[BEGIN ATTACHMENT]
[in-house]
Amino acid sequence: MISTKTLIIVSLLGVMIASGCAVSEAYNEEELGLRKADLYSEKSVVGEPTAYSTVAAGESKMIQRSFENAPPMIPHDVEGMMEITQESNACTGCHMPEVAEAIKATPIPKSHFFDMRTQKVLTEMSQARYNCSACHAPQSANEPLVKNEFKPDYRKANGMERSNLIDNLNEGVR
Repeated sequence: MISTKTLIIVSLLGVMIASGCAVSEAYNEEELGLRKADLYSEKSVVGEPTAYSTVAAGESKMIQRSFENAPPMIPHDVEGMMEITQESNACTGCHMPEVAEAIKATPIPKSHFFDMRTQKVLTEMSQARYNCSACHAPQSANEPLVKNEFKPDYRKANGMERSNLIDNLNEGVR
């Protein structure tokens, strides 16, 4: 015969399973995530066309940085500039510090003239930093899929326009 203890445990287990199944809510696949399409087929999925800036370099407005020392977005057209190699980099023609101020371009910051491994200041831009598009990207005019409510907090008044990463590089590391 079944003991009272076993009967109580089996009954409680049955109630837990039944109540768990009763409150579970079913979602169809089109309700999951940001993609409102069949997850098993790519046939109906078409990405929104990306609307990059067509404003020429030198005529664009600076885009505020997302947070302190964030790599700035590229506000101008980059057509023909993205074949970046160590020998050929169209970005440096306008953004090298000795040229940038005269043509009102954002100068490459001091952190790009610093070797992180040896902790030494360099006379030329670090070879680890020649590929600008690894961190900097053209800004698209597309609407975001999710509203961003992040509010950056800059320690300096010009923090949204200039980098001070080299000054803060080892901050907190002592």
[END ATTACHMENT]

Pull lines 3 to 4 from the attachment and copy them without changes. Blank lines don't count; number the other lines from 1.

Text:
Repeated sequence: MISTKTLIIVSLLGVMIASGCAVSEAYNEEELGLRKADLYSEKSVVGEPTAYSTVAAGESKMIQRSFENAPPMIPHDVEGMMEITQESNACTGCHMPEVAEAIKATPIPKSHFFDMRTQKVLTEMSQARYNCSACHAPQSANEPLVKNEFKPDYRKANGMERSNLIDNLNEGVR
């Protein structure tokens, strides 16, 4: 015969399973995530066309940085500039510090003239930093899929326009 203890445990287990199944809510696949399409087929999925800036370099407005020392977005057209190699980099023609101020371009910051491994200041831009598009990207005019409510907090008044990463590089590391 079944003991009272076993009967109580089996009954409680049955109630837990039944109540768990009763409150579970079913979602169809089109309700999951940001993609409102069949997850098993790519046939109906078409990405929104990306609307990059067509404003020429030198005529664009600076885009505020997302947070302190964030790599700035590229506000101008980059057509023909993205074949970046160590020998050929169209970005440096306008953004090298000795040229940038005269043509009102954002100068490459001091952190790009610093070797992180040896902790030494360099006379030329670090070879680890020649590929600008690894961190900097053209800004698209597309609407975001999710509203961003992040509010950056800059320690300096010009923090949204200039980098001070080299000054803060080892901050907190002592």